I don't know when, why, or how it came to me, but one day I had the genius idea to let my twin toddler boys watch one of my favorite childhood classics. Then the Willy Wonka & the Chocolate Factory cast reunited to celebrate the film's 44 birthday, and I knew that yes, divine intervention is real, and it sometimes comes to you in the form of a movie about chocolate. Some researchers claim watching one show repeatedly can help toddler learn more quickly and easily by having a strong attachment to a particular character, and having reached my saturation point with Daniel Tiger's Neighborhood and unable to stomach another minute of the bald brat known as Caillou, I thought encouraging my kids to form an obsession with Charlie Bucket, Grandpa Joe, and Willy Wonka would serve as a win/win for all parties involved.

I want my toddlers to be smart, but becoming a mom didn't magically cure my tendency for laziness (and hello, science basically begged me to do this!) If there's a shortcut I can take to help my kids make the Honor Roll one day, then I'm all for giving it a try. I don't believe I'm melting their brains by letting them watch a movie once a day, and come on, what kid wouldn't want to watch chocolate in several thousand forms over a two-hour period? (To that end: what adult wouldn't?)

The Experiment

My partner and I are big-time fans of Broadway shows and live theater and I loved the idea of getting my boys excited about musicals, so I decided to let them watch the original Willy Wonka & the Chocolate Factory every day for a month to see if they learned anything new. A month seemed like a commitment, but I was desperate. One more sharing song from minds behind Daniel Tiger or one more rerun of Caillou and co. and who knows what would've happened. Plus, Charlie takes Grandpa Joe with him to the chocolate factory, which is a pretty awesome example for my boys to see. (And let's not forget he's legitimately excited about a chocolate bar!)

Here's what happens when you let your kids watch a movie about a recluse, a little boy, and a chocolate factory every single day for a month.

Week One: Bragging About My Parenting Skills

The entire first week I let my kids watch Willy Wonka, I tried to force a variation of, "Oh, your toddler is loving The Tigger Movie? Mine are really into screening Willy Wonka right now, because I really want them to appreciate film, sooooo..." into every conversation I had. Then I'd work in some comment about how the remake is more authentic to the book but the original has more charm or something else super obnoxious.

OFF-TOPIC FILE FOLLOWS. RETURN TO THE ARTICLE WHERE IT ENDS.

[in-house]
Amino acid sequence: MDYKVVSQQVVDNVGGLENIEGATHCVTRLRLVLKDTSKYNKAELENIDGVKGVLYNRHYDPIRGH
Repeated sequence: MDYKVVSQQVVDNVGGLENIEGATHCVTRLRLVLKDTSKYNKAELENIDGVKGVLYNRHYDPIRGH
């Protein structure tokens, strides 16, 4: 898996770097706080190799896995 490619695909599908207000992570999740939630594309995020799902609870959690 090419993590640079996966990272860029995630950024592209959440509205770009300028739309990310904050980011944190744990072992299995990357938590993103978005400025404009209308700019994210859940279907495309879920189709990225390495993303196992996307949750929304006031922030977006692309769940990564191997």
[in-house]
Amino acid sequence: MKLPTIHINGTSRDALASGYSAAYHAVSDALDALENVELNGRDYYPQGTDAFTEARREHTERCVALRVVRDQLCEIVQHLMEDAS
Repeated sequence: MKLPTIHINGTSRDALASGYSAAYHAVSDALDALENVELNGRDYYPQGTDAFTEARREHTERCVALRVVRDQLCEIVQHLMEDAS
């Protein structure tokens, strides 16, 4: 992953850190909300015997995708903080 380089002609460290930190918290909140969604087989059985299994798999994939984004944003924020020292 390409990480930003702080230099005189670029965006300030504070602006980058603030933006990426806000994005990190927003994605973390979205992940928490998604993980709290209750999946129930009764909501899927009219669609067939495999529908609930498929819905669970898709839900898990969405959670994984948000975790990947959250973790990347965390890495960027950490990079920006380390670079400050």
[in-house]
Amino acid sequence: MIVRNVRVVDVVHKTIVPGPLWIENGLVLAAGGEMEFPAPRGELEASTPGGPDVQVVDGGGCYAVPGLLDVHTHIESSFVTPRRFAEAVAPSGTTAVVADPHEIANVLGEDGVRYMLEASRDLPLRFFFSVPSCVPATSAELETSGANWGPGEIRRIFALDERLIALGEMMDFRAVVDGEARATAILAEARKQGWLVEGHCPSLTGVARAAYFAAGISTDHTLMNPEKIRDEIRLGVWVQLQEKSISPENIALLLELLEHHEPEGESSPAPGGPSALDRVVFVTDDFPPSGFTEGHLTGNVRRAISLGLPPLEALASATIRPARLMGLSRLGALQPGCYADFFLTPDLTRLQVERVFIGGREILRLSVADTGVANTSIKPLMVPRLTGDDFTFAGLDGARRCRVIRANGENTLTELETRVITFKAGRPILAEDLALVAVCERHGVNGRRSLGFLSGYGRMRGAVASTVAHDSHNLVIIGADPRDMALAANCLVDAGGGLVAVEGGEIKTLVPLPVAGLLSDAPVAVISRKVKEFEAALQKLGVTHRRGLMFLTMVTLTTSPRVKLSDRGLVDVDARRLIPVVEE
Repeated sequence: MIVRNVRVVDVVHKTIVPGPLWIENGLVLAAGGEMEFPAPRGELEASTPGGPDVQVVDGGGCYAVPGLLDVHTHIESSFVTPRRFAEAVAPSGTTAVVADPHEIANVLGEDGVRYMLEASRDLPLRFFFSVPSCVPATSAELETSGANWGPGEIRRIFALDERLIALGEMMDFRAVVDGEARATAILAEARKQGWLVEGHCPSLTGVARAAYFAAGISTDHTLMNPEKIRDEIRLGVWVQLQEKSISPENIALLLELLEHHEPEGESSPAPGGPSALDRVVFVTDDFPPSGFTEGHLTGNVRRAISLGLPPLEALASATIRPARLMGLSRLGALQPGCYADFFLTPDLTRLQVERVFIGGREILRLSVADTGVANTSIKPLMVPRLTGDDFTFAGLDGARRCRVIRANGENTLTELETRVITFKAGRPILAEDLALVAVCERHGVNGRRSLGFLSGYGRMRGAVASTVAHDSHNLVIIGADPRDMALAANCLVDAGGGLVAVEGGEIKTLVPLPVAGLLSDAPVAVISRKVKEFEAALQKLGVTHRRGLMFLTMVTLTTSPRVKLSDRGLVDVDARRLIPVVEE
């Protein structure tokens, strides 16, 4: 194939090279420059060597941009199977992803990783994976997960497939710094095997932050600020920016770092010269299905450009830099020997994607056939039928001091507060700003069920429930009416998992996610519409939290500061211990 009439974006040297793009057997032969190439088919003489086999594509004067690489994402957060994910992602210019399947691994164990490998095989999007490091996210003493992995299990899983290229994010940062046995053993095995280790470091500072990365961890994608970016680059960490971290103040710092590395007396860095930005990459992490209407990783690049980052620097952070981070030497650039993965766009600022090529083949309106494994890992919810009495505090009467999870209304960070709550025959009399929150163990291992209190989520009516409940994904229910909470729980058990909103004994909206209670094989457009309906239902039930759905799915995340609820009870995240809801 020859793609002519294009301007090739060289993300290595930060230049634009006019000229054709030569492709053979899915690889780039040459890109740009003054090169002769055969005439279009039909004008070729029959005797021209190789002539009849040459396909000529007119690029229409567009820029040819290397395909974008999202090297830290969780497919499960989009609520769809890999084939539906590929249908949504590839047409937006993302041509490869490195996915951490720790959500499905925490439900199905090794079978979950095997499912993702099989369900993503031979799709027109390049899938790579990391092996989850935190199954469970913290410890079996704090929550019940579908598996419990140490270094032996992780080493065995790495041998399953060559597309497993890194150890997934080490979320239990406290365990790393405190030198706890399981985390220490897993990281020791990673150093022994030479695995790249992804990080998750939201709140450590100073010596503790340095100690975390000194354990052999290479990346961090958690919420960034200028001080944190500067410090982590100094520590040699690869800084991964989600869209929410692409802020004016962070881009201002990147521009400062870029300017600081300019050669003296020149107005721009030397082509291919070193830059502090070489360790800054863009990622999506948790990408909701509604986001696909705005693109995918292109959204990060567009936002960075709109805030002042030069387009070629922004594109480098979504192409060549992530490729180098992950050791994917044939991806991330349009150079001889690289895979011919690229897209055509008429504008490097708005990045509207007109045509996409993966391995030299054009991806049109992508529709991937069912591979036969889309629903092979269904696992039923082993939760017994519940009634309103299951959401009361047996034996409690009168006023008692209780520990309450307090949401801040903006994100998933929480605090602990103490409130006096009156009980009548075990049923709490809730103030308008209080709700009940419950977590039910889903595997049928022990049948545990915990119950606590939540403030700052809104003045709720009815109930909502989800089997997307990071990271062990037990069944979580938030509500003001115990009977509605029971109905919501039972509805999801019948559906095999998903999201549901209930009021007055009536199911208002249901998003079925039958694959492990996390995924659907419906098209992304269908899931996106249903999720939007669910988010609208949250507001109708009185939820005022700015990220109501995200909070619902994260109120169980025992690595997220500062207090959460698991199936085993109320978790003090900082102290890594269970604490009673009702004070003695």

I thought I was a cool hipster parent raising quirky and interesting kids solely based on the fact that I was letting my DVD player act as a babysitter for a couple of hours every evening. Sure, they liked the movie and ran to the screen every time the credits started to show that lovely montage of chocolate, but they're 2 — anything with movie pictures and music blows their mind.

Between the smugness that came off of me in thick, cloying waves and the fact that I randomly burst into Oompa Loompa songs, I'm surprised my friends didn't push me into a chocolate-colored river at any point during this experiment.

Week Two: What's This Movie Rated Again?

Having now watched the film for two weeks straight, certain red flags were starting to pop up. As a child, I thought Ms. Bucket's slow and boring ballad, "Cheer up Charlie," was the worst part of Willy Wonka, but really, that's the least of film's issues.

And I hate to say it, but Grandpa Joe is kind of a jerk. Not only does he spend the first third of of the movie lazing about in bed complaining about the food he's served and the room temperature, even when he does defy all medical logic and spring out of bed, he proves to be a horrible role model to his grandson. He encourages Charlie to steal bread and Fizzy Lifting Drinks drinks and appears to have zero qualms about illegally selling off Wonka's secret Everlasting Gobstopper recipe to Slugworth.

The zany boat scene always creeped me out as a kid, but it's just as disturbing as an adult. There's bugs crawling in people's mouths and a chicken getting its head chopped off and none of it has anything to do with the plot of the actual movie.

Every time the boat scene was on screen, I either tried to block the kids' view of the screen or hit fast forward. So far they don't seem freaked out about it, but I'm putting some savings aside for their future therapist appointments just in case.